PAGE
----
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Resilience to stress and risk of gastrointestinal infections
Örebro University, School of Medical Sciences. Clinical Epidemiology and Biostatistics, School of Medical Sciences, Örebro University, Örebro, Sweden.
Örebro University, School of Medical Sciences. Örebro University Hospital. Clinical Epidemiology and Biostatistics.ORCID iD: 0000-0002-2088-0530
Clinical Epidemiology and Biostatistics, School of Medical Sciences, Örebro University, Örebro, Sweden.
Örebro University, School of Medical Sciences. Department of Gastroenterology, School of Medical Sciences, Örebro University, Örebro, Sweden.ORCID iD: 0000-0003-0122-7234
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2017 (English)In: European Journal of Public Health, ISSN 1101-1262, E-ISSN 1464-360XArticle in journal (Refereed) Epub ahead of print
Abstract [en]

Background: Exposure to psychological stress can elicit a physiological response that may influence characteristics of the gastrointestinal mucosa, including increased intestinal permeability, in turn possibly increasing susceptibility to gastrointestinal infections. We investigated whether low stress resilience in adolescence is associated with an 'increased' risk of gastrointestinal infections in subsequent adulthood.

Methods: Data were provided by Swedish registers for a cohort of 237 577 men who underwent military conscription assessment in late adolescence (1969-76). As part of the assessment procedure, certified psychologists evaluated stress resilience through semi-structured interviews. The cohort was followed from conscription assessment until 31 December 2009 (up to age 57 years). Cox regression assessed the association of stress resilience with gastrointestinal infections (n = 5532), with adjustment for family background measures in childhood and characteristics in adolescence. Peptic ulcer disease (PUD) in adulthood was modelled as a time-dependent covariate.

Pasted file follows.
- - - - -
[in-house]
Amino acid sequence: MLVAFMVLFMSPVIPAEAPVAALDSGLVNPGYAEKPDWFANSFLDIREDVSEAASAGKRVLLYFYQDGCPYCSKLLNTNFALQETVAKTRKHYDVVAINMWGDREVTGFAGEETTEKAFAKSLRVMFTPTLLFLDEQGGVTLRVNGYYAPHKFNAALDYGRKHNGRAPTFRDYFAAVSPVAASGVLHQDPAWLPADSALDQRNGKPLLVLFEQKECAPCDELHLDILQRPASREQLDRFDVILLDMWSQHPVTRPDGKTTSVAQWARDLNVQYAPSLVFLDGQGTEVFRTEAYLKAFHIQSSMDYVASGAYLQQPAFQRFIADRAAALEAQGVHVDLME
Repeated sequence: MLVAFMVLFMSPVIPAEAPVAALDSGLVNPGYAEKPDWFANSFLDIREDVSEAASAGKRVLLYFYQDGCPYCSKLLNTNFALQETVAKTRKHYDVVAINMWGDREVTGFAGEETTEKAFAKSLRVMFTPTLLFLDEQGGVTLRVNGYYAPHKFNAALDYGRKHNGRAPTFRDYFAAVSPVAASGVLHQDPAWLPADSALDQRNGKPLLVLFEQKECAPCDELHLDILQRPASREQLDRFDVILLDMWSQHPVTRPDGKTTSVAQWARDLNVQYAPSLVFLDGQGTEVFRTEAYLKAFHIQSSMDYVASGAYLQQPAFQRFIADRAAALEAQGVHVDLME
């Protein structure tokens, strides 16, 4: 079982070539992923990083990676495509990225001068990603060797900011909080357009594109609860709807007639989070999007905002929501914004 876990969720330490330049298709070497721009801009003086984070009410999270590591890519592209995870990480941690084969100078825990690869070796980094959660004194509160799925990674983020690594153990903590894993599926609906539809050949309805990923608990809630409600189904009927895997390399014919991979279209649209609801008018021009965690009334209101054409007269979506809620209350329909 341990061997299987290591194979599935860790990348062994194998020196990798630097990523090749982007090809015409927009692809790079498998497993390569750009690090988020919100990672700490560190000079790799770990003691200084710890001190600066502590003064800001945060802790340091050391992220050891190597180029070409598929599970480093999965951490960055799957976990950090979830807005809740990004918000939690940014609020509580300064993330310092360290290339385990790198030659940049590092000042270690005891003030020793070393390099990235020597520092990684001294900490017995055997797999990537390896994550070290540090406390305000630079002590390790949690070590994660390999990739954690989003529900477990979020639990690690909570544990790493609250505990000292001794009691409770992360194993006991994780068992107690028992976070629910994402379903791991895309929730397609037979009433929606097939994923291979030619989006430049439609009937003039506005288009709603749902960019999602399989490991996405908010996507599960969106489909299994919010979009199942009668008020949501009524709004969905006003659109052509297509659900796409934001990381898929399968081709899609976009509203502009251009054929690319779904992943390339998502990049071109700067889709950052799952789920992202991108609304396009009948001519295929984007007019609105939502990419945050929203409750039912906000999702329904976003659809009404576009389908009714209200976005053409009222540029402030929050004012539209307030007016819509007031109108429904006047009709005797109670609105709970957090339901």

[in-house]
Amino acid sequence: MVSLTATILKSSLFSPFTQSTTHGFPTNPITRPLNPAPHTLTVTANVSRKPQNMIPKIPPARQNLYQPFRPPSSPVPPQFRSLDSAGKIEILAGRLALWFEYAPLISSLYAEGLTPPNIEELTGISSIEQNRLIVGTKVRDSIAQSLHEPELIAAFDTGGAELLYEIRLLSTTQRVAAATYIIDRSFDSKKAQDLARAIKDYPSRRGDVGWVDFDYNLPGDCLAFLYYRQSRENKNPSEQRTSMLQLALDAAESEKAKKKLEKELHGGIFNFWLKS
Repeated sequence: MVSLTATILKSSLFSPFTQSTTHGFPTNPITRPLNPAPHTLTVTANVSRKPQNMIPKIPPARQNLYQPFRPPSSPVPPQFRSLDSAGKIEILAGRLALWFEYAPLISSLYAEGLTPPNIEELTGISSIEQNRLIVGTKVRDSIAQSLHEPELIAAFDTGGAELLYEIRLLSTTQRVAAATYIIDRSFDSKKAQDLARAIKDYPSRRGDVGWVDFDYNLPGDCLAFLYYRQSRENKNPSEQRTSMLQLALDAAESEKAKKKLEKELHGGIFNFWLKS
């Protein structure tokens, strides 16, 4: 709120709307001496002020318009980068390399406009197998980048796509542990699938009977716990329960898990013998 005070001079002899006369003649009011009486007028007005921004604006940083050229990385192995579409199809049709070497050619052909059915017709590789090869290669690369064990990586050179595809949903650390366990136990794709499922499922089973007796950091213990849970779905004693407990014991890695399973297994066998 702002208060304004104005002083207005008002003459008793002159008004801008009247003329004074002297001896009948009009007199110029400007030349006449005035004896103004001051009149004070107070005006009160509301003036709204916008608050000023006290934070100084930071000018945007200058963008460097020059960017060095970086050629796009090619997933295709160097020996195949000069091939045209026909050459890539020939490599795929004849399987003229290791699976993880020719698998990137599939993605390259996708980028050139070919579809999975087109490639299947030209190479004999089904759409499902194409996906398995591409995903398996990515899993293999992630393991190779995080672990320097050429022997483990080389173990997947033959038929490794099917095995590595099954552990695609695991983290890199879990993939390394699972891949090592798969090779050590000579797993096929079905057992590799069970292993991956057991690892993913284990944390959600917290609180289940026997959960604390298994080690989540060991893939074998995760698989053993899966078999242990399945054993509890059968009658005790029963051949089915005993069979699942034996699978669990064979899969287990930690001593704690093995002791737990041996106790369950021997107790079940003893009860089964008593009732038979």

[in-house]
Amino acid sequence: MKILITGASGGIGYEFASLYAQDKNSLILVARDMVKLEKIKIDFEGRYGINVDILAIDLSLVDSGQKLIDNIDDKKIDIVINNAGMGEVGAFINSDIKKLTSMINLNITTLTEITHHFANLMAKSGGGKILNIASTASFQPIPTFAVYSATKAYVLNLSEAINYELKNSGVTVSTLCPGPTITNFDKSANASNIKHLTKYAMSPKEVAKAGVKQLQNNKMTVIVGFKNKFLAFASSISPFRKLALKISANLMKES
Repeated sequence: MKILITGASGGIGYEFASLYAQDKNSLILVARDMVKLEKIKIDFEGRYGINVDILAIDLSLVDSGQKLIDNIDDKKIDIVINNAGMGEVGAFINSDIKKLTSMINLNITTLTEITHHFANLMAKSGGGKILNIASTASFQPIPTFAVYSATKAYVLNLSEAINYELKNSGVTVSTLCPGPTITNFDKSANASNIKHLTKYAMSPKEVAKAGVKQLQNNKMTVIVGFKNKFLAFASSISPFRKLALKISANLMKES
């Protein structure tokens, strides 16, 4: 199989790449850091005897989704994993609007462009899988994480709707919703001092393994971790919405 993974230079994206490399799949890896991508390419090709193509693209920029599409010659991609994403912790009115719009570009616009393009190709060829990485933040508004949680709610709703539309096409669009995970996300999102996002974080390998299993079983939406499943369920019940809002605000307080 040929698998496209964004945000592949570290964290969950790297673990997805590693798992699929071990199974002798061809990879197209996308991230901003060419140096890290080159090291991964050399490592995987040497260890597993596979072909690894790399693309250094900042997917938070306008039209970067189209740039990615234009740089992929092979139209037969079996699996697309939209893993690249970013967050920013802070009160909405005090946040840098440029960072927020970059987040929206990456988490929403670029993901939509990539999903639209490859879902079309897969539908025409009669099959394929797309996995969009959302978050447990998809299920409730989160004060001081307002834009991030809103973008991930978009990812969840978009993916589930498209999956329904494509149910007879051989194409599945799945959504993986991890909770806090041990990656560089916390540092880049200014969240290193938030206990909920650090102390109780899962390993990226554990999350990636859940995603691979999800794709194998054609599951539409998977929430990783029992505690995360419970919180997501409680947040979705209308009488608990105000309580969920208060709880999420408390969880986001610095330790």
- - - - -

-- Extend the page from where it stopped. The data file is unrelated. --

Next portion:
Results: Compared with high stress resilience, lower stress resilience was associated with a 'reduced' risk of gastrointestinal infections after adjustment for family background in childhood, characteristics in adolescence and PUD in adulthood, with hazard ratios (and 95% confidence intervals) of 0.88 (0.81-0.97) and 0.83 (0.77-0.88) for low and moderate stress resilience, respectively.

Conclusion: Lower stress resilience in adolescence is associated with reduced risk of gastrointestinal infections in adulthood, rather than the hypothesized increased risk.

Place, publisher, year, edition, pages
Oxford, United Kingdom: Oxford University Press, 2017.
National Category
Medical and Health Sciences Gastroenterology and Hepatology
Identifiers
URN: urn:nbn:se:oru:diva-62194DOI: 10.1093/eurpub/ckx179PubMedID: 29048469OAI: oai:DiVA.org:oru-62194DiVA: diva2:1155696
Available from: 2017-11-09 Created: 2017-11-09 Last updated: 2017-12-11Bibliographically approved

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Melinder, CarrenHiyoshi, AyakoHalfvarson, JonasFall, KatjaMontgomery, Scott

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